Wednesday 7 December 2016

Micro-loan fund to help jobless get businesses off ground

Michael Brennan Deputy Political Editor

Published 03/05/2011 | 05:00

THE Government will provide 'micro' loans -- ranging from €2,000 to €25,000 -- to help the jobless set up small businesses, the Irish Independent has learnt.

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The new micro-finance fund will be announced in the Government's "jobs initiative" package next week.

It will provide loans to people who are struggling to get money from the banks to fund their new ideas.

Enterprise Minister Richard Bruton is finalising details of the plan with Taoiseach Enda Kenny and Finance Minister Michael Noonan ahead of the jobs initiative -- which is expected to be announced in the Dail next Tuesday.

Recovery

A source close to Mr Bruton last night said any recovery would be driven in part by new businesses set up during the recession -- and said the micro-finance fund would help them to get going.

"We hope that it will have a significant impact on allowing people to start up business. We think they will make a crucial contribution to recovery," the source said.

The fund will aim to take a stake in the enterprise being created -- so some of the gains from successful start-ups can go back into the fund to help support more entrepreneurs.

The micro-finance fund is due to reach €100m during the lifetime of the Government, but the initial funding injection has not yet been agreed.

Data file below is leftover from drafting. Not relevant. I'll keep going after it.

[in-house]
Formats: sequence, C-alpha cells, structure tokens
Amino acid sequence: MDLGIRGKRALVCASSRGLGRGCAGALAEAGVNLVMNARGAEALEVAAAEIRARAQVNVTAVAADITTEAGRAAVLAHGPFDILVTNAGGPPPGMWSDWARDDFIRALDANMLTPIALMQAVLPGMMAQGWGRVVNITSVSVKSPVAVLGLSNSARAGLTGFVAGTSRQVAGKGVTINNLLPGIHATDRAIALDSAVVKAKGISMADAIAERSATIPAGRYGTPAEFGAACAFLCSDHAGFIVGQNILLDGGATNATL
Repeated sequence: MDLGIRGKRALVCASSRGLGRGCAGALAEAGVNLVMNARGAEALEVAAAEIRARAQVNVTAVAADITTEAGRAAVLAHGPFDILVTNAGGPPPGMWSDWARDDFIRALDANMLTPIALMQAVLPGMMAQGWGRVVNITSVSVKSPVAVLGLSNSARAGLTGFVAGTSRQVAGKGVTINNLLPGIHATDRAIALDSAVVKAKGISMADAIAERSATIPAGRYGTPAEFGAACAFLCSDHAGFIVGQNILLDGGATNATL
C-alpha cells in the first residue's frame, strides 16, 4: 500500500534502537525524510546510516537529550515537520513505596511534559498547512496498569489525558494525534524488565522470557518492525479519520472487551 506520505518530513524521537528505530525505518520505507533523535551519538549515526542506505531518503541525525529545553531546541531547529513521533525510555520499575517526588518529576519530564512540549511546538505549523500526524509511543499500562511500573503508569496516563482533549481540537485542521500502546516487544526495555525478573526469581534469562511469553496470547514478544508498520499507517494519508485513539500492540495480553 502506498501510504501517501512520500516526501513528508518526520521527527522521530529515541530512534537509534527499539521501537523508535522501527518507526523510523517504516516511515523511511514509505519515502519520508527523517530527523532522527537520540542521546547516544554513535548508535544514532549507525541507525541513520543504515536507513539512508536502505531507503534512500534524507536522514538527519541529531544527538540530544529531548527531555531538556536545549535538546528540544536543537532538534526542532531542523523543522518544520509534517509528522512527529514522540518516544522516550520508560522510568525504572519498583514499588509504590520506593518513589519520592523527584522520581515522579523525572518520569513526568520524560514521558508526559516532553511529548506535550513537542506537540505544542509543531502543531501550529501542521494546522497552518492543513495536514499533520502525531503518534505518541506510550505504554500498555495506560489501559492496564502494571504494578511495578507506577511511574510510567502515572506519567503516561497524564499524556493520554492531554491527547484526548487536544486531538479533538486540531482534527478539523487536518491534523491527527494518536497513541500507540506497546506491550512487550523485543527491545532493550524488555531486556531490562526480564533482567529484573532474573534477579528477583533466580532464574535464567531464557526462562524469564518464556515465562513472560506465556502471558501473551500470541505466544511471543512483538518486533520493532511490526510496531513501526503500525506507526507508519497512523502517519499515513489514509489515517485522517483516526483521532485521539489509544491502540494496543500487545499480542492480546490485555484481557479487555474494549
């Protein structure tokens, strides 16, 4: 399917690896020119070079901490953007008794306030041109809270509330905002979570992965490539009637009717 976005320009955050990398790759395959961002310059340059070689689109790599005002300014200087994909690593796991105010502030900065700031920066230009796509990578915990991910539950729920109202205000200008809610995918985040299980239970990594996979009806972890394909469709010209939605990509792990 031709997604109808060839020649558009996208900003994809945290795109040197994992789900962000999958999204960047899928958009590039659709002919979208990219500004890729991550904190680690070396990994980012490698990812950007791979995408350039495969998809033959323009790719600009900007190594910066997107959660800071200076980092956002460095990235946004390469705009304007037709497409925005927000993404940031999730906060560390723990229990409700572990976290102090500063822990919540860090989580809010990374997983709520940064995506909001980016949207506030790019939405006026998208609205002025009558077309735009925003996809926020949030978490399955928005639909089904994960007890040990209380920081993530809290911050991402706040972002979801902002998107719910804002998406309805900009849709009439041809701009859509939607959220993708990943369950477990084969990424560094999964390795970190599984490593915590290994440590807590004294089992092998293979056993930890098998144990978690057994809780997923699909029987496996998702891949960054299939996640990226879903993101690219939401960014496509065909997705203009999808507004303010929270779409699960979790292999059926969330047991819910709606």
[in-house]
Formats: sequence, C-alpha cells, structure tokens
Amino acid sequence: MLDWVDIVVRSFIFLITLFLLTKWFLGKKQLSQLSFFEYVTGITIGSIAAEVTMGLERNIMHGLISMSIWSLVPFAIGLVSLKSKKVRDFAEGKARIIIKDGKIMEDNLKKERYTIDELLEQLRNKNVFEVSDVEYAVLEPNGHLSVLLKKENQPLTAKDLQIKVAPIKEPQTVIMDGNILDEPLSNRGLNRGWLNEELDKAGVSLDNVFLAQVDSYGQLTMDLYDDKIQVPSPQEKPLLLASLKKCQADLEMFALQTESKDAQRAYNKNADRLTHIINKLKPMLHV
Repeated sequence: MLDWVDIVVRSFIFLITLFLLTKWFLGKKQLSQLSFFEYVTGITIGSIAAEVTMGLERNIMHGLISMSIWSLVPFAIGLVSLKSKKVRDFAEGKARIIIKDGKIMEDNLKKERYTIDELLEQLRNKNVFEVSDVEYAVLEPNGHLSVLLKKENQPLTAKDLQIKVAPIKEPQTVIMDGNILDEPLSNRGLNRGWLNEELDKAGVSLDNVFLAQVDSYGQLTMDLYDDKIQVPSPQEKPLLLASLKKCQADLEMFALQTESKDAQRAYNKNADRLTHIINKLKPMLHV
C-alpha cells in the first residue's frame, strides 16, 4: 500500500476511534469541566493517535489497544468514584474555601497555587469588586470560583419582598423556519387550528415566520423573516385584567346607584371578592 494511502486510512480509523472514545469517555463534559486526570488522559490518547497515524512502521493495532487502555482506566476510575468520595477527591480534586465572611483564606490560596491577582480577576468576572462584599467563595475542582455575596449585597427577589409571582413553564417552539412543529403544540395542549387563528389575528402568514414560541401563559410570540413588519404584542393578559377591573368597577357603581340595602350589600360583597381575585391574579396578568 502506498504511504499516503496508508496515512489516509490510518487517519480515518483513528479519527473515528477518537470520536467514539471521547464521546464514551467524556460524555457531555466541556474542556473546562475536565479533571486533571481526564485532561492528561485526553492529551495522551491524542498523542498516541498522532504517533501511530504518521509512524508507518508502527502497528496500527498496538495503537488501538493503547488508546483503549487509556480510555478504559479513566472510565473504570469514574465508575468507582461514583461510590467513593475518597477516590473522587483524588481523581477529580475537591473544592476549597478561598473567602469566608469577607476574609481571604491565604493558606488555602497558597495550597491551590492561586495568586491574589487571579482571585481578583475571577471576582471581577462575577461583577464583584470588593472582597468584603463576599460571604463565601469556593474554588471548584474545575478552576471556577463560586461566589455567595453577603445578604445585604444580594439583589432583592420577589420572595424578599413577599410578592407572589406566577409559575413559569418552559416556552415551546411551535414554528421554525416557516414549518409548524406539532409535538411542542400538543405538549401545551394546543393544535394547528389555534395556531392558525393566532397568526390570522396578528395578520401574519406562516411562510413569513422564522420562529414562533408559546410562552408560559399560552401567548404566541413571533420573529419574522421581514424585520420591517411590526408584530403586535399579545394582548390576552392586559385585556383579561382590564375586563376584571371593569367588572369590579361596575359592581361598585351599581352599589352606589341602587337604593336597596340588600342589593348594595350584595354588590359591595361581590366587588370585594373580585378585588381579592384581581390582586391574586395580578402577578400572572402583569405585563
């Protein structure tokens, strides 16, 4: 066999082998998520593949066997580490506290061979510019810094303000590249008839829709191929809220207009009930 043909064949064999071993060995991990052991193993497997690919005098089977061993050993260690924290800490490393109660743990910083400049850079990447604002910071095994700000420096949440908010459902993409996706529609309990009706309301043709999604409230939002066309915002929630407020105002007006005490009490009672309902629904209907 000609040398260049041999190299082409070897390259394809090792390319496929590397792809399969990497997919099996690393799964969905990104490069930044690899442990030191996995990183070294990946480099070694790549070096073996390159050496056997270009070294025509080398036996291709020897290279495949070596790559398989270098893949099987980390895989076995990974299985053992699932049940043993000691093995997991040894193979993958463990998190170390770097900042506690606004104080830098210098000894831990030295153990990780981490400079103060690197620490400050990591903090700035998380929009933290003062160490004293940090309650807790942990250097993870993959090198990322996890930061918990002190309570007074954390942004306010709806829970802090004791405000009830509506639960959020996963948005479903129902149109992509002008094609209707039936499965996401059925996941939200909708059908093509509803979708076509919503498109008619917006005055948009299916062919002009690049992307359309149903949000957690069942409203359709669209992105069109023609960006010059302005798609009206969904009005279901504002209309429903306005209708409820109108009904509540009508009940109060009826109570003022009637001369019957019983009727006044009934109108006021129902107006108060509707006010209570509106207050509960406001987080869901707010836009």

It will be accompanied by the announcement of a partial loan guarantee scheme --which will see the Government go guarantor on loans for viable businesses.

The source said Mr Bruton was keen to come up with measures to restore lending for businesses.

Initiatives

"Enterprise lending suffered during the property boom. This is another attempt to address that market failure," he said.

The micro-enterprise scheme was welcomed by the Small Firms Association last night.

Director Patricia Callan said that any initiatives around funding for start-ups were very positive.

"The enterprise boards are already doing this to a certain degree, but the problem is that the money runs out very quickly."

One body being considered as a possible administrator of the micro-finance fund is the non-profit group First Step.

It was set up in 1991 by businesswoman Norma Smurfit to fund entrepreneurs who were refused loans by banks. It has since assisted 1,500 projects and helped created 3,000 jobs.

Irish Independent

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